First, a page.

The issue of underwater homeownership sparked a renewed awareness of crippling financial class disparity in the wake of the Millennium Boom. Though negative equity is no longer the predominant issue it once was in California (March 2016 saw the lowest mortgage delinquency rate since 2007), current economic policies favoring rentiers still foreshadow steep pitfalls for debtors – most homeowners – in the years to come.
Economist Michael Hudson echoes Rognlie’s sentiments about the relevance of housing-cost conditions to greater economic disparity and financial woes. In a recent interview, Hudson states:
Basically, you can think of the economy as the 1% getting the 99% increasingly into debt, and siphoning off as interest payments and other financial charges whatever labor or business earns. The more a family earns, for instance, the more it can borrow to buy a nicer home in a better neighborhood — on mortgage. The rising price of housing ends up being paid to the bank — and over the course of a 30-year mortgage, the banker receives more in interest than the seller gets.
Hudson extends this point to reflect potential ramifications for the American economy, as mortgaged property owners and renters feed their earnings into expensive homes and rental payments (all for the financial end benefit of the rentier class). With all their financial attention focused on myriad debt payments, including mortgages, student loans and consumer credit, residents have little surplus cash for savings or to expend on goods and services for an enhanced standard of living (or invest in income-generating real estate assets, for that matter). Thus, lack of debtor participation for lack of disposable income wounds the larger economy and real estate sales in particular.
However, rentiers and pseudo-rentiers — comprised of syndicators and Wall Street bankers who earn their income aggregating and managing the wealth of others into an investment product on which they earn interest — continually garner wealth from the management of debtors’ overextended financial obligations, which are encouraged by government policies on mortgaged housing.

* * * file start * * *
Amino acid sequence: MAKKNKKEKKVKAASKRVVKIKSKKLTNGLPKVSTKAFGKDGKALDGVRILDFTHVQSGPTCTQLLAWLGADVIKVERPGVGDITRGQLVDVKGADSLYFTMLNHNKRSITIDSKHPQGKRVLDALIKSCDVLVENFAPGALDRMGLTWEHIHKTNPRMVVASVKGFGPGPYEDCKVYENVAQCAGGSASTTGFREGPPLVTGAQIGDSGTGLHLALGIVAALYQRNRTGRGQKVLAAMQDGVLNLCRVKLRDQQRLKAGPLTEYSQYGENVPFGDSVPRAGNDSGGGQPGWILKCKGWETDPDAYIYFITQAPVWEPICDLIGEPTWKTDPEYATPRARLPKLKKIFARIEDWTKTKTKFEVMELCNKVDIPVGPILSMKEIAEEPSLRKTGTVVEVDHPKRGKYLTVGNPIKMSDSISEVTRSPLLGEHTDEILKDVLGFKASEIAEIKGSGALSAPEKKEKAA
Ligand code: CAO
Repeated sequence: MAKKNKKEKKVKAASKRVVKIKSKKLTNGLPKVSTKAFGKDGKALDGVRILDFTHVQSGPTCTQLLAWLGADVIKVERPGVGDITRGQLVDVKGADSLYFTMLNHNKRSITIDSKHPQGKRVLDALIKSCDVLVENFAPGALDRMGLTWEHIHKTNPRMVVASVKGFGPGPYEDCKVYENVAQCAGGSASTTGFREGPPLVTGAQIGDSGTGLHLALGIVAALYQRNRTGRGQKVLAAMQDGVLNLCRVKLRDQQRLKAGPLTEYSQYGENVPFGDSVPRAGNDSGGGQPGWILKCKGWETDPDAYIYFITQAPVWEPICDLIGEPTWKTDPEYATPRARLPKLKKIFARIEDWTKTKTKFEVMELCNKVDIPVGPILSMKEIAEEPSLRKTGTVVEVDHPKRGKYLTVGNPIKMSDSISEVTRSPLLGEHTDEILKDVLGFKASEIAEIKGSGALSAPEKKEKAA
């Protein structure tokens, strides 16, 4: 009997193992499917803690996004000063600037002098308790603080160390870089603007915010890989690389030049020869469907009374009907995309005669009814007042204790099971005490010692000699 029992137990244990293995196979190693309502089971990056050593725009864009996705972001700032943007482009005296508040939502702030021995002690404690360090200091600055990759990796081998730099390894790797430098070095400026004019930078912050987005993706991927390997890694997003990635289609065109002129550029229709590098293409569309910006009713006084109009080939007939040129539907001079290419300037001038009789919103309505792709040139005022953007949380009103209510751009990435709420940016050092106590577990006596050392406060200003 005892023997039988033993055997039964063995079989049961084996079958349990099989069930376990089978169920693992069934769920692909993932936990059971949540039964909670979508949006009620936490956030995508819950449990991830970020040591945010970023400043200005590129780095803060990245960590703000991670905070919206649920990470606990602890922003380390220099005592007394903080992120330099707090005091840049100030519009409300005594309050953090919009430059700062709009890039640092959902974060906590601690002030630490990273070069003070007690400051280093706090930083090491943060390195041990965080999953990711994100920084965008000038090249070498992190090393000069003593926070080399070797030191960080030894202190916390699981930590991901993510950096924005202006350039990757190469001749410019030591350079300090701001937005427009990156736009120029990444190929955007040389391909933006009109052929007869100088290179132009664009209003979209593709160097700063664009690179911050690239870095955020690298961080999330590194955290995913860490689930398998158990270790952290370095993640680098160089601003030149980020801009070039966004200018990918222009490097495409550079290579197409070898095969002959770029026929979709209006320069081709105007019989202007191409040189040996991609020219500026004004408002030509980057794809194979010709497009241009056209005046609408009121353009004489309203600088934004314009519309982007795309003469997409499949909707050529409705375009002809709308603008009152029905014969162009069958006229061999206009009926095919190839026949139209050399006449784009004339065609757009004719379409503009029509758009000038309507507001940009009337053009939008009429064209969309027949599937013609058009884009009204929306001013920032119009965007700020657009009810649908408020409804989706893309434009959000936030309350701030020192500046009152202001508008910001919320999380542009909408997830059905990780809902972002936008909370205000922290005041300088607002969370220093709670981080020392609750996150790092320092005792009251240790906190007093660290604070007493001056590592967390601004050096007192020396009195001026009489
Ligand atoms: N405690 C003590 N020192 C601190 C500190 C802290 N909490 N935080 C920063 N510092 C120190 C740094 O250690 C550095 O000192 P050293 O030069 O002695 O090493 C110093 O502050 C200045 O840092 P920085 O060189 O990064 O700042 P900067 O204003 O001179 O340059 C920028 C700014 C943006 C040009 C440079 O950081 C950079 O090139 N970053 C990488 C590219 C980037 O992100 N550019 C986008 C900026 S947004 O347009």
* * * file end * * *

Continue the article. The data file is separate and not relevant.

Hudson refers to this as a form of financial parasitism, in which rentiers and pseudo-rentiers reap the benefits of tangible production by others, and transfer it to the more conceptual arena of finance and investment.
In other words, rentiers and their upper-tier middlemen leach wealth from the laboring and self-employed masses (both from debtors and other rentiers), all the while pretending to contribute to the active production of goods and services which influences the cyclical fluctuations of income for the laboring class.
Resolving debt disparity
How then can the gap be closed?
Often, it can’t; those born into the rentier class learn to be rentiers through exposure and pursue that method of economic survival by virtue of upbringing — inculcation by family, like-type friends and elite schooling.
Alternatively, those born into the debtor class generally learn to be debtors by earning their income off their labor and services they supply — the hardworking American, rather than smart-working American. Thus, the cycle continues, a constant turn of the Rota Fortunae which in a democracy somehow sustains the rentiers’ position at the top.
But is this all just financial fatalism?
There is always potential for change, for those who understand the system needs some reordering. When U.S. economic policy is modified to provide debtors the same benefits rentiers enjoy — particularly through tax reform — the mass of debtors generate more disposable income to balance financial disparity.
How we collectively solve this riddle is highly contentious and deeply tainted by political allegiances, but doing so will certainly re-instill some balance to the system and encourage a more equitable sharing of our resources at the source of income. The sharing of corporate earnings at the moment for setting salaries and business profits — the stakeholder versus the stockholder and corporate bondholder — reflected in the minimum wage and higher up the pay ladder makes homeownership possible as the escape from permanent tenancy.
Balance between rentiers and debtors levels the real estate market. When debtors are able to avoid getting stuck beneath anvils of perpetual debts, they are better able to invest their savings into assets, such as a home. Although buying a home means obtaining a mortgage for nearly all debtors, their return in equity buildup will stave off the compounding indebtedness to rentiers that comes with renting. Rentiers keep their passive income through mortgage payments, and debtors slowly gain value through the steady increase in their home’s equity through amortization.
Eventually, homeowner debtors who have paid off their mortgage — virtually freed from eternal debts imposed by rentiers — can invest their life earnings into passive income-producing assets, like a rental property. Thus, debtors are able to join the rentier ranks at last. However, the likelihood of paying off a mortgage in full in today’s savings-challenged economy is minimal; but one can dream.